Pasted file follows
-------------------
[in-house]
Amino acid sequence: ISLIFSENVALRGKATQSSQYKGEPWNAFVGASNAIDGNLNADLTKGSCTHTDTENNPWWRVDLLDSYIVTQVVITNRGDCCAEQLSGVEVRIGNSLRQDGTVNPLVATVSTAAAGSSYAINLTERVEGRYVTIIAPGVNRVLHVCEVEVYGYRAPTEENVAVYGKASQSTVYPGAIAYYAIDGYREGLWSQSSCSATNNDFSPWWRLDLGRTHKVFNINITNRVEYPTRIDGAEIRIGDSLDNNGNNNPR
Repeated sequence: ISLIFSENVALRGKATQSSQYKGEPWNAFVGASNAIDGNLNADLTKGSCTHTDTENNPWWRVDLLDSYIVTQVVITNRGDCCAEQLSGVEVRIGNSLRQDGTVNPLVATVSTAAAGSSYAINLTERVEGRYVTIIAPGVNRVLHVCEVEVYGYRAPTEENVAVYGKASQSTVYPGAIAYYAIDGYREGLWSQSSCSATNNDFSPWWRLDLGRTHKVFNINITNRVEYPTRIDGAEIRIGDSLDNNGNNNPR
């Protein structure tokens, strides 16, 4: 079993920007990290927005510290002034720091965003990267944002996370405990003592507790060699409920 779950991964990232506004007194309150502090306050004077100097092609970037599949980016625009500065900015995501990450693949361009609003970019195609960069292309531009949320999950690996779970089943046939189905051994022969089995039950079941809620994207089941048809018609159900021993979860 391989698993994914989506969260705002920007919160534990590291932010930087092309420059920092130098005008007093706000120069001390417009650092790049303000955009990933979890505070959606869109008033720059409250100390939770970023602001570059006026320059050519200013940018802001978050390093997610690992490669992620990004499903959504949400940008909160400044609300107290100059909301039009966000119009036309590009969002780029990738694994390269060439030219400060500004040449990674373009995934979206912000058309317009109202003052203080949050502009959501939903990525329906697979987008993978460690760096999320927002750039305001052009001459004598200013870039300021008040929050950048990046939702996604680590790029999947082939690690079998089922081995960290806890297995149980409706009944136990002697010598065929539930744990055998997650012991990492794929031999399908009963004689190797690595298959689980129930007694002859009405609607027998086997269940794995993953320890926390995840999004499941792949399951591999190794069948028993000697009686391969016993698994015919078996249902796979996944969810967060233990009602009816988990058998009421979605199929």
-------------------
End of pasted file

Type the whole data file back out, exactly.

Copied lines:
[in-house]
Amino acid sequence: ISLIFSENVALRGKATQSSQYKGEPWNAFVGASNAIDGNLNADLTKGSCTHTDTENNPWWRVDLLDSYIVTQVVITNRGDCCAEQLSGVEVRIGNSLRQDGTVNPLVATVSTAAAGSSYAINLTERVEGRYVTIIAPGVNRVLHVCEVEVYGYRAPTEENVAVYGKASQSTVYPGAIAYYAIDGYREGLWSQSSCSATNNDFSPWWRLDLGRTHKVFNINITNRVEYPTRIDGAEIRIGDSLDNNGNNNPR
Repeated sequence: ISLIFSENVALRGKATQSSQYKGEPWNAFVGASNAIDGNLNADLTKGSCTHTDTENNPWWRVDLLDSYIVTQVVITNRGDCCAEQLSGVEVRIGNSLRQDGTVNPLVATVSTAAAGSSYAINLTERVEGRYVTIIAPGVNRVLHVCEVEVYGYRAPTEENVAVYGKASQSTVYPGAIAYYAIDGYREGLWSQSSCSATNNDFSPWWRLDLGRTHKVFNINITNRVEYPTRIDGAEIRIGDSLDNNGNNNPR
């Protein structure tokens, strides 16, 4: 079993920007990290927005510290002034720091965003990267944002996370405990003592507790060699409920 779950991964990232506004007194309150502090306050004077100097092609970037599949980016625009500065900015995501990450693949361009609003970019195609960069292309531009949320999950690996779970089943046939189905051994022969089995039950079941809620994207089941048809018609159900021993979860 391989698993994914989506969260705002920007919160534990590291932010930087092309420059920092130098005008007093706000120069001390417009650092790049303000955009990933979890505070959606869109008033720059409250100390939770970023602001570059006026320059050519200013940018802001978050390093997610690992490669992620990004499903959504949400940008909160400044609300107290100059909301039009966000119009036309590009969002780029990738694994390269060439030219400060500004040449990674373009995934979206912000058309317009109202003052203080949050502009959501939903990525329906697979987008993978460690760096999320927002750039305001052009001459004598200013870039300021008040929050950048990046939702996604680590790029999947082939690690079998089922081995960290806890297995149980409706009944136990002697010598065929539930744990055998997650012991990492794929031999399908009963004689190797690595298959689980129930007694002859009405609607027998086997269940794995993953320890926390995840999004499941792949399951591999190794069948028993000697009686391969016993698994015919078996249902796979996944969810967060233990009602009816988990058998009421979605199929």